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Lincoln grad prepares for sophomore season at Menlo College

Tony Ramirez’ freshman season was cut short by broken foot
By: Russ Edmondson, The News Messenger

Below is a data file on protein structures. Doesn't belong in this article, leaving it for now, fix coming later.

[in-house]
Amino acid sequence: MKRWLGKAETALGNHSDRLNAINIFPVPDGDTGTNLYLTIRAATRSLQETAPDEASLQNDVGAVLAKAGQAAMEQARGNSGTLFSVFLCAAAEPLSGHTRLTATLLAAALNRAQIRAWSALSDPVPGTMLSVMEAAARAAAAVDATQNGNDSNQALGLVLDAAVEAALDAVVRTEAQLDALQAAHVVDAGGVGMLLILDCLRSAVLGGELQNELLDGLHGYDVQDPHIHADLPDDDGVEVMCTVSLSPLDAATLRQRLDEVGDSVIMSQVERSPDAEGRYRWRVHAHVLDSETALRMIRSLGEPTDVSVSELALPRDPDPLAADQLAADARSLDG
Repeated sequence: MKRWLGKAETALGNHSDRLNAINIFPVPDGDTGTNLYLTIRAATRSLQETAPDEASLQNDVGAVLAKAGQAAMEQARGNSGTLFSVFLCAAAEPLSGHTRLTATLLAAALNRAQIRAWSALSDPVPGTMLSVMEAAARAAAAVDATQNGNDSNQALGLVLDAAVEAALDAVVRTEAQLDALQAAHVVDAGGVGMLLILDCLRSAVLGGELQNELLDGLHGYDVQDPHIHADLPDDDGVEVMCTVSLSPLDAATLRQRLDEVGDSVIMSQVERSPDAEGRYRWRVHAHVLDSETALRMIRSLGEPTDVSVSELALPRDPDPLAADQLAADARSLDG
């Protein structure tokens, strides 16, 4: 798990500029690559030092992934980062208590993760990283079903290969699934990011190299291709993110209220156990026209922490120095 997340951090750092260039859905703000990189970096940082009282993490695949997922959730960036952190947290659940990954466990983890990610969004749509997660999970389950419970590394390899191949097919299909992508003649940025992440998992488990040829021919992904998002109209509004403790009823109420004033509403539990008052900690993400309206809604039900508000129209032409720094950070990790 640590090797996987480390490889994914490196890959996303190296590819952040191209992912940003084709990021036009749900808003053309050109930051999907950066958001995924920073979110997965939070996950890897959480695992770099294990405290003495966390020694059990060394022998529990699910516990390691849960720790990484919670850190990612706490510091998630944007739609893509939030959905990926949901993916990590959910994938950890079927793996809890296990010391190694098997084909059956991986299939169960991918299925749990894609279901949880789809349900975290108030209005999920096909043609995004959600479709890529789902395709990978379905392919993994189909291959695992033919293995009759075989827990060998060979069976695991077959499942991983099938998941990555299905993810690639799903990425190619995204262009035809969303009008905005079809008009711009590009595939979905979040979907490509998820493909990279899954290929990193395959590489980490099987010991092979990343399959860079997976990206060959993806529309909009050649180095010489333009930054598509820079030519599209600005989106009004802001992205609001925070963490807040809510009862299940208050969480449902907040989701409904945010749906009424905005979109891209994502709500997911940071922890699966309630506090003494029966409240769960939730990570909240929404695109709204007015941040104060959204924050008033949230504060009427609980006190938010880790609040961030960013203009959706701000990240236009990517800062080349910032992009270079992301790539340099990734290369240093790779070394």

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Tony Ramirez is about to start his sophomore football season at Menlo College, as he tries to forget the injury that cut short his freshman year. Ramirez, who graduated from Lincoln High in 2008, broke his right foot in the third game of last season after he had made five tackles in the second game. Ramirez, who didn’t return from the injury last year, is expected to see time at defensive tackle and nose guard this season. “Hopefully just getting back in there and playing,” said Ramirez about his goal for the season. “I’m trying to get back onto at least the second team again this year since I don’t really know where I stand after my foot broke.” Ramirez, who just wrapped up the two-week football camp that he described as “hell week”, says he is healthy going into the upcoming season. Some of the football camp days lasted 12 hours, from 9 a.m. to 9 p.m. The activities included practice, conditioning, individual and teamwork drills, meetings and weight lifting, among other things. “I’m doing fine,” said Ramirez, who wears No. 74 just like he did for the Zebras at Lincoln High. “I’ve been having a good camp and things are looking good.” The season starts when Menlo hosts Occidental in Atherton on Sept. 5. Ramirez was a two-way lineman at Lincoln and he was named all-Pioneer Valley League twice. He started thinking about attending Menlo College as a junior at Lincoln. “I started sending (Menlo) film my junior year and then my senior year also. And then after that I went down for an overnight thing and I really liked what I saw of the team and how they ran it,” Ramirez said. He decided the college, which competes in Division III in athletics, was a nice fit for him. “Pretty small campus,” Ramirez said. “The football team, there is not that much difference from what I was used to in high school so it was really easy.” Ramirez is thrilled that Menlo has given him the opportunity to continue to play the game he loves. “It feels great,” Ramirez said. “Being able to do something I love still.”